20 February 2023: Years of refugee policy failure laid the grounds for the Knowsley riot – the government should be made to own it
The scene outside The Suites hotel in the Liverpool suburb of Knowsley earlier this month provided a powerful summary of where the politics of immigration are in the UK at this moment in time.
It is sadly a feature of anxious times that segments of the population will look to simplistic explanations for the threats to their living standards which place the blame on ‘foreigners’ and other minoritized people.
Crafty politicians will have no objection to this tendency, particularly if it helps get them off the hook when it is their policies which have plunged people into hard times. Prime minister Rishi Sunak gave us an example of this when he included a pledge on stopping refugees entering the country via the ‘small boat’ route in a five point plan outlined as the basis of his government’s programme in January.
His home secretary, Suella Braverman, has also worked hard to project the refugee issue as something which has to be placed on the same level as double-digit inflation and a stagnating economy in accounting for the woes of the nation. Her description of refugee arrivals as ‘an invasion’ in a speech in the House of Commons last year has been one of the low points of the British political scene in recent times.
But the harm arises for reasons which go far beyond political rhetoric. The administration of refugee receptions policies over the course of the last few years has been a disaster which has contributed to the inflaming of public opinion.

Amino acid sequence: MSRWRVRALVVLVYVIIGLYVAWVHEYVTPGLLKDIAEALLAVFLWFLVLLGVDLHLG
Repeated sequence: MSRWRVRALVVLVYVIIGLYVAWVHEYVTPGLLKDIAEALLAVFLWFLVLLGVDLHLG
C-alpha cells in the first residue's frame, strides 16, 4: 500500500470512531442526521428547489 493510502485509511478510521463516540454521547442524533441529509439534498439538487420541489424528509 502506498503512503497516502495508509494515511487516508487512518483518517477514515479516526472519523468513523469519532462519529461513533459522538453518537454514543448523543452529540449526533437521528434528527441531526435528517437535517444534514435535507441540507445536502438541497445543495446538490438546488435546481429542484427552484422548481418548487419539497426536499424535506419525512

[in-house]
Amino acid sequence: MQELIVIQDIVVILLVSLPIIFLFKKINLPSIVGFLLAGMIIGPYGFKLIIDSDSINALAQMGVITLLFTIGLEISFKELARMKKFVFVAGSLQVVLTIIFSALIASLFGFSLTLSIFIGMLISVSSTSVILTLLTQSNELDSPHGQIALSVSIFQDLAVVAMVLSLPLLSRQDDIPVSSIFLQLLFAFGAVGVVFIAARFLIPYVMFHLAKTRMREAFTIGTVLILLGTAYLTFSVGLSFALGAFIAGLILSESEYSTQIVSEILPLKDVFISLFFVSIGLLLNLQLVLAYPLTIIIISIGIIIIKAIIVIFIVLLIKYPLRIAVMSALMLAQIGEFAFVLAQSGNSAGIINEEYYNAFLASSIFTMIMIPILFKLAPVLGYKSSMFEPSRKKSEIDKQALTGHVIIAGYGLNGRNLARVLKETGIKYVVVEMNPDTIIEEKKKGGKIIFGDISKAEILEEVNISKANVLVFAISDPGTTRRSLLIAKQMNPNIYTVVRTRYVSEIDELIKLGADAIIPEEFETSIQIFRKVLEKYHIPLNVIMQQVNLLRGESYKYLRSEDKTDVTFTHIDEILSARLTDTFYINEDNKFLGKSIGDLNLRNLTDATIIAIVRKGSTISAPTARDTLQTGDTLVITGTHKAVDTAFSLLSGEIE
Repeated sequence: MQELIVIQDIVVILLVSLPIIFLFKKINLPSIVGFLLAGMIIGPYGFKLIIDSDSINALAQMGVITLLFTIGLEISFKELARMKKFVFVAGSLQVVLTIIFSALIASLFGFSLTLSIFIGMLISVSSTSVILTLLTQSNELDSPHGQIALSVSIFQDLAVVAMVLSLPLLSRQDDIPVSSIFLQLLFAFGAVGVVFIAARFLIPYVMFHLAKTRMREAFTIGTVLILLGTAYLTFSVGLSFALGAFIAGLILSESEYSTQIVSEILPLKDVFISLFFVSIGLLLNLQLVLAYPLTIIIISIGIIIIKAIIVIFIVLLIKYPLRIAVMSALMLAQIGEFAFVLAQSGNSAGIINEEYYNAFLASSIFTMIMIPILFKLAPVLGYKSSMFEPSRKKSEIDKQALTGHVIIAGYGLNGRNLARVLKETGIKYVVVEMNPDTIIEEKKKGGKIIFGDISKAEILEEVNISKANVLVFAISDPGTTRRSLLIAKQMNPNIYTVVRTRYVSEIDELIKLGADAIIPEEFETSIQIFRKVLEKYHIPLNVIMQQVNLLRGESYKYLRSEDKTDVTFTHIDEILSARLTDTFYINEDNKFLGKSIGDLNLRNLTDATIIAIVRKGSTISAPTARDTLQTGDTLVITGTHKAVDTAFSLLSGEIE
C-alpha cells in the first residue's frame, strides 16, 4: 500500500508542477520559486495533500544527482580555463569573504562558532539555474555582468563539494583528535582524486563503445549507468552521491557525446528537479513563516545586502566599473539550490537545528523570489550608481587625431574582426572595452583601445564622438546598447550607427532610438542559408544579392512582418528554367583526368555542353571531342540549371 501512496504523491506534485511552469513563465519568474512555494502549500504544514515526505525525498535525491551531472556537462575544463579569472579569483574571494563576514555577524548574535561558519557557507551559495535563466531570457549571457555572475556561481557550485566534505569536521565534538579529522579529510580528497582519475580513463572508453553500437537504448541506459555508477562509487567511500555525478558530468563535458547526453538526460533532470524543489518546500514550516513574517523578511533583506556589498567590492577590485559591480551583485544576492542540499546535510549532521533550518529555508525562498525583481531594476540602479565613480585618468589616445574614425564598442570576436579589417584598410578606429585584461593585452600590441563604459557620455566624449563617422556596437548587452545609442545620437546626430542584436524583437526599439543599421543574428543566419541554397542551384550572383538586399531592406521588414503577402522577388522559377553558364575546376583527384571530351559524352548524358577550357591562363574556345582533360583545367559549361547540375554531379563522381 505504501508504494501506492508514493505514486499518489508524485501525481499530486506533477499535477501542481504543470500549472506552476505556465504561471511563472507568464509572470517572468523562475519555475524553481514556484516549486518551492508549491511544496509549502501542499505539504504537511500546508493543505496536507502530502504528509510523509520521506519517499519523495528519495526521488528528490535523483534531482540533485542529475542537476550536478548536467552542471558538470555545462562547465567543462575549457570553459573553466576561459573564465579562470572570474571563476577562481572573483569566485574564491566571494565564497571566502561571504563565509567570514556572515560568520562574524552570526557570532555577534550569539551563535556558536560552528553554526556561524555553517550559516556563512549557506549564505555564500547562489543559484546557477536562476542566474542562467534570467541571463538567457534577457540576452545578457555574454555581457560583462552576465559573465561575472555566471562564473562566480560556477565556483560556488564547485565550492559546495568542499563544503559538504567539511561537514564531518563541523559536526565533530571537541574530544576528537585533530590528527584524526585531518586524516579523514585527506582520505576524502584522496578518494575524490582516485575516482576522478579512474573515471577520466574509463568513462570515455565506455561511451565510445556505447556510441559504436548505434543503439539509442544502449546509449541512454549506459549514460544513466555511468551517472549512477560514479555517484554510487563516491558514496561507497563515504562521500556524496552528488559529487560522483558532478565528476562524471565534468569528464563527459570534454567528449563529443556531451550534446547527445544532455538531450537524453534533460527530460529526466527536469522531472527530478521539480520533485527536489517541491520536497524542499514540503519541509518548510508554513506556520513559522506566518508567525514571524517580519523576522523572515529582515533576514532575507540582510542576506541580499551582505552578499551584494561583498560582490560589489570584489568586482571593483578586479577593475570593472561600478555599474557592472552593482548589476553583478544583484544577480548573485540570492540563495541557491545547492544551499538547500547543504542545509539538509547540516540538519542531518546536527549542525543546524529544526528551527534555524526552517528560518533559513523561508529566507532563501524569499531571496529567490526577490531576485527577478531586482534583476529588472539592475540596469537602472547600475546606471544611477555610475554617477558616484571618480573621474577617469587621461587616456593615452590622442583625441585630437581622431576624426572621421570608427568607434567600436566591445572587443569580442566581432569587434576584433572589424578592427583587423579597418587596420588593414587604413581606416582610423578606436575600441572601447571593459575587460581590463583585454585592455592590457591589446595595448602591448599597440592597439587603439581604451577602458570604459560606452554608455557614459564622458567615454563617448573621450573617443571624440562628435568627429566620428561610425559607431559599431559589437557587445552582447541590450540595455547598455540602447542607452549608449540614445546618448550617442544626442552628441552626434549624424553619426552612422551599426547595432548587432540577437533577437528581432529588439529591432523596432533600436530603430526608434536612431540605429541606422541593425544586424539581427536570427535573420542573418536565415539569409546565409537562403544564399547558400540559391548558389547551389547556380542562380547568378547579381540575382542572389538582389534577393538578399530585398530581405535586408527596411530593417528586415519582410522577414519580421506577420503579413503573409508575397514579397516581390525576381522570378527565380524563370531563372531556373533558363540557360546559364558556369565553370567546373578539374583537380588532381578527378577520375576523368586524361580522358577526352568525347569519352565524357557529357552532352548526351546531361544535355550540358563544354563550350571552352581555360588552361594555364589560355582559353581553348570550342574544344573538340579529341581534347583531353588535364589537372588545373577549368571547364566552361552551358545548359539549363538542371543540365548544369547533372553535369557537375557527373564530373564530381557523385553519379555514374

Over the course of the past five years the asylum determination process has ground to an almost complete halt as home office officials have sat on ever-growing piles of applications for refugee status without bringing them to a conclusion. The backlog has quadrupled over the course of the past five years, from just under 30,000 at the end of 2017 to around 150,000 at the present time.
People caught up in this backlog are required to subsist, sometimes for years, on Section 95 payments from the home office which barely cover minimum food costs. Unable to move on and support themselves independently through work, they are dependent for accommodation in whatever accommodation can be scrapped up for them in hotels and hostels. As the availability of rooms becomes scarcer in big cities, the authorities move ever outwards into smaller towns, even villages, looking for rooms where the refugees can be warehoused.
This is the story behind The Suites hotel in Knowsley, a district on the eastern edge of Liverpool which has been severely hit over the years by the decline of local industry and lack of opportunity for its young people. The hotel, long regarded as an amenity frequently booked for the celebration of weddings and other occasions by people in the community, ceased to have that function as refugees caught up in the backlog were moved in.
The refugees in the hotel should not have been put in the situation of a long-drawn out wait for recognition of their status. Had the merits of their applications been acknowledged at a much earlier stage they would have moved on from being dependents on home office handouts, entering in paid work and paying rent for their own accommodation. Local hotels would cease being commandeered in the way they have, setting up tensions with people who had been used to using them for other purposes.
Most importantly, the terrain on which refugee policy must operate, which requires empathy with the plight of displaced people and a willingness to show solidarity, would not have been poisoned by years of politicking by top level politicians. The far right organisations, which played a significant role in the Knowsley riot, would have been deprived of the triggers which brought hundreds out onto the streets on that Friday evening and which have added to the national paranoia about a so-called refugee crisis. Responsibility for the Knowsley riot lies with the failures of the national government: it should be made to own it.